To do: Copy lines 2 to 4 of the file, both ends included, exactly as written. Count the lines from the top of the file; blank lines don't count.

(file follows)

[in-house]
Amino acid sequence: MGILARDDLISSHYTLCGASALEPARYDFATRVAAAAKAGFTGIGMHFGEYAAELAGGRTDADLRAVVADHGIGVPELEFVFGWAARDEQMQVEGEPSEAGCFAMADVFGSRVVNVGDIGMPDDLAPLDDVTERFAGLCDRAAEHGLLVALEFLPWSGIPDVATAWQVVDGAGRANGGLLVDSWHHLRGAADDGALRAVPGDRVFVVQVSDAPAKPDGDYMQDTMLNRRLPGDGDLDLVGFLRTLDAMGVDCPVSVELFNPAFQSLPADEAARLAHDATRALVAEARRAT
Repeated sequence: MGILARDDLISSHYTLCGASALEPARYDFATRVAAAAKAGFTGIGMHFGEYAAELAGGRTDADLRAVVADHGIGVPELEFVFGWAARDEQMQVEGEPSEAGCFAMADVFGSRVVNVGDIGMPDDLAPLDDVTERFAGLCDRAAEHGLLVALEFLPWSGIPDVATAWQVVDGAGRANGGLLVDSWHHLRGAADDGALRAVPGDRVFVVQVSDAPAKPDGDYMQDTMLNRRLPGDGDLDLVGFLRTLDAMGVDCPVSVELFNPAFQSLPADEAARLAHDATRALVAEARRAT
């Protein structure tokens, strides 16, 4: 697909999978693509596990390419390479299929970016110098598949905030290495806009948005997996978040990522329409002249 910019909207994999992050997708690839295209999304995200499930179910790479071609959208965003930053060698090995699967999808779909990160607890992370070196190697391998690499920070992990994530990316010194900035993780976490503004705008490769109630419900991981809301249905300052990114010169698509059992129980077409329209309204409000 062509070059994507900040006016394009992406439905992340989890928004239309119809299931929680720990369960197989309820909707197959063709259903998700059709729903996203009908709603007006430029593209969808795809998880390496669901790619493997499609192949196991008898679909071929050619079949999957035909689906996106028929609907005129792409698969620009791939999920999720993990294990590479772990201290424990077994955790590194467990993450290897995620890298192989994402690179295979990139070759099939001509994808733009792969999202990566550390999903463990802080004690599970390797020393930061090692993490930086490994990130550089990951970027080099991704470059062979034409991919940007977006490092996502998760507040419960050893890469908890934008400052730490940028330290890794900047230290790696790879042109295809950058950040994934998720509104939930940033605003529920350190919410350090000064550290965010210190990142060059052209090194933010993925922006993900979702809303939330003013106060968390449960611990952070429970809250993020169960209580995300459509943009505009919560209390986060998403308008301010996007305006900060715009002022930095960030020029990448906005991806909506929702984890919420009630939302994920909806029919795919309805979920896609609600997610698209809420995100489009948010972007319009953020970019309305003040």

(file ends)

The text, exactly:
Amino acid sequence: MGILARDDLISSHYTLCGASALEPARYDFATRVAAAAKAGFTGIGMHFGEYAAELAGGRTDADLRAVVADHGIGVPELEFVFGWAARDEQMQVEGEPSEAGCFAMADVFGSRVVNVGDIGMPDDLAPLDDVTERFAGLCDRAAEHGLLVALEFLPWSGIPDVATAWQVVDGAGRANGGLLVDSWHHLRGAADDGALRAVPGDRVFVVQVSDAPAKPDGDYMQDTMLNRRLPGDGDLDLVGFLRTLDAMGVDCPVSVELFNPAFQSLPADEAARLAHDATRALVAEARRAT
Repeated sequence: MGILARDDLISSHYTLCGASALEPARYDFATRVAAAAKAGFTGIGMHFGEYAAELAGGRTDADLRAVVADHGIGVPELEFVFGWAARDEQMQVEGEPSEAGCFAMADVFGSRVVNVGDIGMPDDLAPLDDVTERFAGLCDRAAEHGLLVALEFLPWSGIPDVATAWQVVDGAGRANGGLLVDSWHHLRGAADDGALRAVPGDRVFVVQVSDAPAKPDGDYMQDTMLNRRLPGDGDLDLVGFLRTLDAMGVDCPVSVELFNPAFQSLPADEAARLAHDATRALVAEARRAT
């Protein structure tokens, strides 16, 4: 697909999978693509596990390419390479299929970016110098598949905030290495806009948005997996978040990522329409002249 910019909207994999992050997708690839295209999304995200499930179910790479071609959208965003930053060698090995699967999808779909990160607890992370070196190697391998690499920070992990994530990316010194900035993780976490503004705008490769109630419900991981809301249905300052990114010169698509059992129980077409329209309204409000 062509070059994507900040006016394009992406439905992340989890928004239309119809299931929680720990369960197989309820909707197959063709259903998700059709729903996203009908709603007006430029593209969808795809998880390496669901790619493997499609192949196991008898679909071929050619079949999957035909689906996106028929609907005129792409698969620009791939999920999720993990294990590479772990201290424990077994955790590194467990993450290897995620890298192989994402690179295979990139070759099939001509994808733009792969999202990566550390999903463990802080004690599970390797020393930061090692993490930086490994990130550089990951970027080099991704470059062979034409991919940007977006490092996502998760507040419960050893890469908890934008400052730490940028330290890794900047230290790696790879042109295809950058950040994934998720509104939930940033605003529920350190919410350090000064550290965010210190990142060059052209090194933010993925922006993900979702809303939330003013106060968390449960611990952070429970809250993020169960209580995300459509943009505009919560209390986060998403308008301010996007305006900060715009002022930095960030020029990448906005991806909506929702984890919420009630939302994920909806029919795919309805979920896609609600997610698209809420995100489009948010972007319009953020970019309305003040």